Since the Hampel Committee’ Report in 1998, it was noticed that institutional shareholders are not using their voting power in proportion to their concentration in the market. To tackle this issue, section 2 was incorporated under the Combined Code of Corporate Governance (1998) to encourage an active behaviour of institutional shareholders. Nevertheless, similar issues were later noticed by the Myners Review in 2001.[256] Thereafter, the government decided to encourage their involvement through increasing their powers. This led to the adoption of the Directors Remuneration regulation in 2002, which gave shareholders wider powers to approve director’s remuneration report. The main objective behind these reforms was to address failures of Corporate Governance through relying primarily on shareholders to monitor companies.[257] However, the global financial crisis revealed massive widespread failures in the system. The Walker Review in 2009 among other observations has found a significant gap in shareholder involvement. To address this failure the government decided to adopt the Stewardship Code.[258] A great move to define responsibilities for large shareholders. As it includes how shareholders can act responsibly to have a greater, and positive, impact on Corporate Governance.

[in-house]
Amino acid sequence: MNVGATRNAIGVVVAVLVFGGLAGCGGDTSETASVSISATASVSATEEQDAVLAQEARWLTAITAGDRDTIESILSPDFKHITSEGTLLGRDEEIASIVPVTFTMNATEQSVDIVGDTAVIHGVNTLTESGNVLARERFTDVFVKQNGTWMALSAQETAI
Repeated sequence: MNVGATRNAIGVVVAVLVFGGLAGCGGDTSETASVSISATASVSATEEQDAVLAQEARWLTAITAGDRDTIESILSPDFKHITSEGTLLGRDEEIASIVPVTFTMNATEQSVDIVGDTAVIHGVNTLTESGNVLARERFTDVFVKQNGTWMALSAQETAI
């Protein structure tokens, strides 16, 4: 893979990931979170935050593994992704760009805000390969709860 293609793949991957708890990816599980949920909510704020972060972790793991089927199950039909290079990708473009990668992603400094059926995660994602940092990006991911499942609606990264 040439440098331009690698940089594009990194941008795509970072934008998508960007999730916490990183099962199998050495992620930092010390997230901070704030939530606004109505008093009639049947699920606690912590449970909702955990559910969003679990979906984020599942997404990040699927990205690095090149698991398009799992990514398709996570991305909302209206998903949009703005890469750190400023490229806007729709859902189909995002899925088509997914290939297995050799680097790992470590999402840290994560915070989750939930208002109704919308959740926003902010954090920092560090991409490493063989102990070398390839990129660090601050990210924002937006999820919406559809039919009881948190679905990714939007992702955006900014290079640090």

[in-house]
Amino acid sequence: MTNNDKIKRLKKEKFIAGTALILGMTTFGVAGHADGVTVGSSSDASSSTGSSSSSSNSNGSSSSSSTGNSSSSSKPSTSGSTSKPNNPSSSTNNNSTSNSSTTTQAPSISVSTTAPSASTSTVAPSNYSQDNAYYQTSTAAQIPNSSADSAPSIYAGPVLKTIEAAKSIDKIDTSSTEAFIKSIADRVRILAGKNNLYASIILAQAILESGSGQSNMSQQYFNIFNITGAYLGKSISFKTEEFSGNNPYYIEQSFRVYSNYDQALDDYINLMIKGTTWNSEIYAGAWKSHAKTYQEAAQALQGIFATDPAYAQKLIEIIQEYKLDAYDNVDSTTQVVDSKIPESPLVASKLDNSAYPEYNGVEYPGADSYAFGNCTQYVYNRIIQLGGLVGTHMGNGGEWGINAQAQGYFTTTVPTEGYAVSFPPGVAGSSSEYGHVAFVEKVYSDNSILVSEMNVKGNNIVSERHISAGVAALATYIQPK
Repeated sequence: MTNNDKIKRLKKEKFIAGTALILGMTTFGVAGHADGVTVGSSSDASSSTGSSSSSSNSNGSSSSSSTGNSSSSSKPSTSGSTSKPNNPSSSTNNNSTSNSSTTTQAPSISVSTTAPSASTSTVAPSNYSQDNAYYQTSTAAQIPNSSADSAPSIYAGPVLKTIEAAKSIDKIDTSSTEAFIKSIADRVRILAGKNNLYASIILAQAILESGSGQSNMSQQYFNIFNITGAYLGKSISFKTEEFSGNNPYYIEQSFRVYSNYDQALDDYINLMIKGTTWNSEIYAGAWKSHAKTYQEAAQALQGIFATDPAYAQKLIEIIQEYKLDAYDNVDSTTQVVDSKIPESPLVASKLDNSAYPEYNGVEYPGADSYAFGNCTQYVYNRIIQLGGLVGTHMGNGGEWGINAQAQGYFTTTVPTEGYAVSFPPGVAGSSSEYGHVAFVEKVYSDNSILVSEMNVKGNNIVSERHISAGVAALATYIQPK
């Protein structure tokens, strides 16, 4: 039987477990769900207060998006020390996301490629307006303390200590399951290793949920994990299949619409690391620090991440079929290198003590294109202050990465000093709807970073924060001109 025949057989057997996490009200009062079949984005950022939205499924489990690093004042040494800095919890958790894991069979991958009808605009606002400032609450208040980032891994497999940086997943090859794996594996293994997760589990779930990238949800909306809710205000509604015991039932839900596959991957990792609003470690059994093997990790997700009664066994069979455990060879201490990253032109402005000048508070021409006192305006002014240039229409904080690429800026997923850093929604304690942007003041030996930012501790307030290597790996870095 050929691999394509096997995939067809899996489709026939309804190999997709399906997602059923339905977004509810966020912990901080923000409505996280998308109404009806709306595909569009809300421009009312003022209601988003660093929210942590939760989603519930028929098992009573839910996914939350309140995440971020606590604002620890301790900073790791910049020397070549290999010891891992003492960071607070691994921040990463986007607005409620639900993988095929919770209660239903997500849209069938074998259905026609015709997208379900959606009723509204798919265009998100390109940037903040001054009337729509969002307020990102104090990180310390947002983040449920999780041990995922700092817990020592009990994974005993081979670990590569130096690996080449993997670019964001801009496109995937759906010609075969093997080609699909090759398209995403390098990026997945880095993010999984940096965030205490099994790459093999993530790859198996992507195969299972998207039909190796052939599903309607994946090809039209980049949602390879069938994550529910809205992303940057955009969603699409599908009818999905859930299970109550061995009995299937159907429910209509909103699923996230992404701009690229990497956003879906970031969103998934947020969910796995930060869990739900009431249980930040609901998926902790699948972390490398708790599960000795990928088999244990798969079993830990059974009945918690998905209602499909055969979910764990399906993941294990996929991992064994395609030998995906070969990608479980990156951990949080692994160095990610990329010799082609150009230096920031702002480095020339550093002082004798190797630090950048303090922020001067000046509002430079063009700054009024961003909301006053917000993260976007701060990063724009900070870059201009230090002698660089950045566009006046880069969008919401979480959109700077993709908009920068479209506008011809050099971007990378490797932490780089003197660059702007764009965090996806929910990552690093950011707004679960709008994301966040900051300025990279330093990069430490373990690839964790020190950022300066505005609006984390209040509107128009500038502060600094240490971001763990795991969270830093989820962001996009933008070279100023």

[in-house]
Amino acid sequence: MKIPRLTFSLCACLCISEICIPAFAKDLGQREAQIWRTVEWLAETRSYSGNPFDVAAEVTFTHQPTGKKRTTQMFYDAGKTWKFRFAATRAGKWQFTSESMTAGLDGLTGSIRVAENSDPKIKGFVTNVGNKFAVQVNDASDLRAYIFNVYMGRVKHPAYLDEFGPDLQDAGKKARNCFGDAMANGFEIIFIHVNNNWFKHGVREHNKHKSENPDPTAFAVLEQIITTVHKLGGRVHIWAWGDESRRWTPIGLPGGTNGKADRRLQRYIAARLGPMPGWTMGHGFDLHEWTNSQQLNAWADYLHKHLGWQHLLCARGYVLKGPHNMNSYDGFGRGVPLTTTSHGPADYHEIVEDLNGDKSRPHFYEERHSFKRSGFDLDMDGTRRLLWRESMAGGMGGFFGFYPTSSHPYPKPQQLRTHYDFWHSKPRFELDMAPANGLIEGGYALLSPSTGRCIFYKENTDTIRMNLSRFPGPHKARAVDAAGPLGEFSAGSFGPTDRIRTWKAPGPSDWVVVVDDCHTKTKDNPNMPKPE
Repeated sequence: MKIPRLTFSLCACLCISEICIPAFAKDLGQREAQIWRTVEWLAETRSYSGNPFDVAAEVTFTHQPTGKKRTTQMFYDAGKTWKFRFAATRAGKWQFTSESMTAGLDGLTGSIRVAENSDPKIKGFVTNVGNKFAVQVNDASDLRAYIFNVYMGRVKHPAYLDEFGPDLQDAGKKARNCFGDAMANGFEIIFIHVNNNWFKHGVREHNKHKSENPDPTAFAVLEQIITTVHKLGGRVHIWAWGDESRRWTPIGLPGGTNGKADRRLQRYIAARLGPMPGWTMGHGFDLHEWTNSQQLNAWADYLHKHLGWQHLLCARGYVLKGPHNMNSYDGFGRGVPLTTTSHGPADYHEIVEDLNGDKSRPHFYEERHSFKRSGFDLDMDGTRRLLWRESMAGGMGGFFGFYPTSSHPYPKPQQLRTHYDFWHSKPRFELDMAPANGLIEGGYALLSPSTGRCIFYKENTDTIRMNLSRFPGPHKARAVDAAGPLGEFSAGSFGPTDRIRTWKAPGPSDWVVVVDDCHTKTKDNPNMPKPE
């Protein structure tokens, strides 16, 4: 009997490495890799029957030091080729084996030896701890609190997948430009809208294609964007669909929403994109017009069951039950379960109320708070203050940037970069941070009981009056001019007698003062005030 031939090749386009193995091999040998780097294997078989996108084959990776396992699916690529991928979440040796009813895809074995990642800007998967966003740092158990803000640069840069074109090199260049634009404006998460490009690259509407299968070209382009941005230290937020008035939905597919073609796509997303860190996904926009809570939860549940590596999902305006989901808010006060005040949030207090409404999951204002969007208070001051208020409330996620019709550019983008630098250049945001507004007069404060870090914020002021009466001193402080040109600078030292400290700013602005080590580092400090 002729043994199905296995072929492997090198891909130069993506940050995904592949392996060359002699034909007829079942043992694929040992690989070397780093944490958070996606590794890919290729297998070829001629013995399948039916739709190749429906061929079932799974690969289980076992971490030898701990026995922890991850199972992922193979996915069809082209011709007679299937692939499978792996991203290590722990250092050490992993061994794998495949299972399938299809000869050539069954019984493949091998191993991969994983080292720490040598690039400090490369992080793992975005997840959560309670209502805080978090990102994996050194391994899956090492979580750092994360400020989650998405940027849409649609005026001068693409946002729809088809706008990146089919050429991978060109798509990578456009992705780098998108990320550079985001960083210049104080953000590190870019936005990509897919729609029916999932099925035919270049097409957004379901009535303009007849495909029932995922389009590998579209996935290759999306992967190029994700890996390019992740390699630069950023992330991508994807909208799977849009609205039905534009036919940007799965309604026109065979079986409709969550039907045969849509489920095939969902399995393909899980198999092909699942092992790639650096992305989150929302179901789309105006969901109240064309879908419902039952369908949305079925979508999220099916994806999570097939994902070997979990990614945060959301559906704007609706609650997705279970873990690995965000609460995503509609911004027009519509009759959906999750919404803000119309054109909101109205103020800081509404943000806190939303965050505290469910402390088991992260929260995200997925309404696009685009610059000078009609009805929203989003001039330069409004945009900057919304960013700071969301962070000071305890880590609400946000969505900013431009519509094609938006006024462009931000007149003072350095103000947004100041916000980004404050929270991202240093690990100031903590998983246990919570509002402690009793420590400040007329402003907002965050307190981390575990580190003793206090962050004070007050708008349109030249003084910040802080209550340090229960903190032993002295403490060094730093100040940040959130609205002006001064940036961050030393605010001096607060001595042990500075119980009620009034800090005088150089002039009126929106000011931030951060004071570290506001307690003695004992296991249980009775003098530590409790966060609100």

However, evidence suggests that the Stewardship Code has not been successful in eliciting meaningful shareholder engagement. The Stewardship Code was merely a copy of the Institutional Shareholders’ Committee (ISC) code. It represented a 20 year old secondhand code which was simply rebranded and sold to as a new one.[259] This explains the ineffectiveness that has been brought by the code. According to the Trade Union Congress annual study on the voting of fund managers, the Stewardship Code has brought no shift from Institutional shareholders’ traditional voting patterns.[260] Quite surprisingly, the Stewardship Code was found enhancing shareholder value rather than enhancing and protecting the value of the company in a long sustainable way.[261] In other words, shareholder empowerment has shown exacerbate market pressures toward single-minded profit generation, instead of implanting ESV and considering wider stakeholder interests.[262]